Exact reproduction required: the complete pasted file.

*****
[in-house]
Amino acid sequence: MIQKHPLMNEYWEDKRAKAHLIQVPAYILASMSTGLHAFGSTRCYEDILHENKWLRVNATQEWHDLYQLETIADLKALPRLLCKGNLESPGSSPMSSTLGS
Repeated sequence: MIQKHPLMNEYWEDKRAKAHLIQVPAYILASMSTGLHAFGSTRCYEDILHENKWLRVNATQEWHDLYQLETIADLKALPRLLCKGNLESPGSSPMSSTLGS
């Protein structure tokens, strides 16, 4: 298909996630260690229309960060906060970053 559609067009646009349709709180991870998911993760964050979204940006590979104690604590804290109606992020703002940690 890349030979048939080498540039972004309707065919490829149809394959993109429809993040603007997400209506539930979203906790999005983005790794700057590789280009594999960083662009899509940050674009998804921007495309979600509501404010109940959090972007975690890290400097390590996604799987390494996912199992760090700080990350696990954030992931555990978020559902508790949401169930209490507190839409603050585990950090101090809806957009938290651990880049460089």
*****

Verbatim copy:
[in-house]
Amino acid sequence: MIQKHPLMNEYWEDKRAKAHLIQVPAYILASMSTGLHAFGSTRCYEDILHENKWLRVNATQEWHDLYQLETIADLKALPRLLCKGNLESPGSSPMSSTLGS
Repeated sequence: MIQKHPLMNEYWEDKRAKAHLIQVPAYILASMSTGLHAFGSTRCYEDILHENKWLRVNATQEWHDLYQLETIADLKALPRLLCKGNLESPGSSPMSSTLGS
């Protein structure tokens, strides 16, 4: 298909996630260690229309960060906060970053 559609067009646009349709709180991870998911993760964050979204940006590979104690604590804290109606992020703002940690 890349030979048939080498540039972004309707065919490829149809394959993109429809993040603007997400209506539930979203906790999005983005790794700057590789280009594999960083662009899509940050674009998804921007495309979600509501404010109940959090972007975690890290400097390590996604799987390494996912199992760090700080990350696990954030992931555990978020559902508790949401169930209490507190839409603050585990950090101090809806957009938290651990880049460089």